On July 13, 2013, while conducting a patrol in Wardak Province, Afghanistan, Tech. Sgt. Patrick
McGillivray and his team leader were ambushed by insurgents.
As an explosive ordnance disposal team member embedded with Special Forces, McGillivray was
trained to react coolly in stressful situations. As the insurgents attacked from two sides with machine
gun fire, he scrambled for cover behind a taxi cab and immediately engaged the enemy.
Within a short time, the volume of enemy fire made the taxi ineffective as cover. While still under fire
he sprinted to a nearby all-terrain vehicle and retrieved an M-240B machine gun and ammunition,
repelling the attack and safeguarding more than 100 locals.
Several weeks later, McGillivray and his team were attacked again while conducting another patrol. A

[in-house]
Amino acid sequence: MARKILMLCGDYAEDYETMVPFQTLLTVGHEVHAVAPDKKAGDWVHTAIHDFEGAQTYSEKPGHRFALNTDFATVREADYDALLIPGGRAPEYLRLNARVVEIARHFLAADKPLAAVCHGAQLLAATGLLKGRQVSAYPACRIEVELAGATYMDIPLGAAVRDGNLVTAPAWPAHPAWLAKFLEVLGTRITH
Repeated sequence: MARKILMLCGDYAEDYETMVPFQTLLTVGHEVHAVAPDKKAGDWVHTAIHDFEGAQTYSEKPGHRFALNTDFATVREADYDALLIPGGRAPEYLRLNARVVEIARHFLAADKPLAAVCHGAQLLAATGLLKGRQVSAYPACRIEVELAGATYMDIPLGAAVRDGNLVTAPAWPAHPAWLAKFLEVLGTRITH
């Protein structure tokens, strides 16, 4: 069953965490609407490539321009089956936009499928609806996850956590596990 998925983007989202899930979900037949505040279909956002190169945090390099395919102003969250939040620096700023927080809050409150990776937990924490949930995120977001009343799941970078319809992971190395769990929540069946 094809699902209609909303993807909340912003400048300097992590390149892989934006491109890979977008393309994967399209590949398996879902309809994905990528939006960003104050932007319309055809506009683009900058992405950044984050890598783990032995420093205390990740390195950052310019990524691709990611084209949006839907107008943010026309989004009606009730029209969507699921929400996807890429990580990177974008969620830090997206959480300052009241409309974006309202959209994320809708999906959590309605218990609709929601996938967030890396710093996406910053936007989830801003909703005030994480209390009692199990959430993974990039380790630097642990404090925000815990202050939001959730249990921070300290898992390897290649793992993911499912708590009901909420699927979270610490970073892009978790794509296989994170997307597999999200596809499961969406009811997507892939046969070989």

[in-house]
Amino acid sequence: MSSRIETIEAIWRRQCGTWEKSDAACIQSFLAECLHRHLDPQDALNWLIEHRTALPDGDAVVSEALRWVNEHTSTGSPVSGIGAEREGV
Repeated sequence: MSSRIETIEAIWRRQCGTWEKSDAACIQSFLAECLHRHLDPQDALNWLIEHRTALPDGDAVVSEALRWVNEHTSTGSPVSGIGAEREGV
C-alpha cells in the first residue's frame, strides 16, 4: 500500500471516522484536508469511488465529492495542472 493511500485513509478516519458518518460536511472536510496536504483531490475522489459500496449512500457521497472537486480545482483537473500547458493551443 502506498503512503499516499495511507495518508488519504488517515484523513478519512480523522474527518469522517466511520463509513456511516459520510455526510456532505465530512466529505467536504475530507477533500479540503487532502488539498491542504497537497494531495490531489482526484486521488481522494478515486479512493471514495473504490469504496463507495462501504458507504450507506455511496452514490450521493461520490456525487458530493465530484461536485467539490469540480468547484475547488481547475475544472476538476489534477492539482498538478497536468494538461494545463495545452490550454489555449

rocket-propelled grenade slammed into the side of McGillivray’s armored vehicle piercing its hull and
showering the vehicle’s interior with fragmentation. Both the driver and vehicle commander suffered
serious wounds from the explosion. McGillivray, along with his team leader and a medic, quickly
removed the wounded from the vehicle and went to work to stop their bleeding.
In the midst of caring for the wounded, McGillivray’s position came under fire again. McGillivray
continued to render aid and helped carry two wounded soldiers more than 200 yards to a helicopter
landing zone.
Finally, on Aug. 25, 2013, McGillivray and his team were engaged by 25 enemy fighters. The enemy
attackers were fortified in six separate fighting positions, forming a potentially lethal “kill box.” Despite
being outmanned, McGillivray maintained his position and engaged the enemy. The fierce fire fight
lasted six hours. In the end the team was able to repel the attack without a single casualty.
As a result of his courage, heroism and selfless action under fire, McGillivray was nominated for the
Bronze Star and Army Commendation Medal with Valor.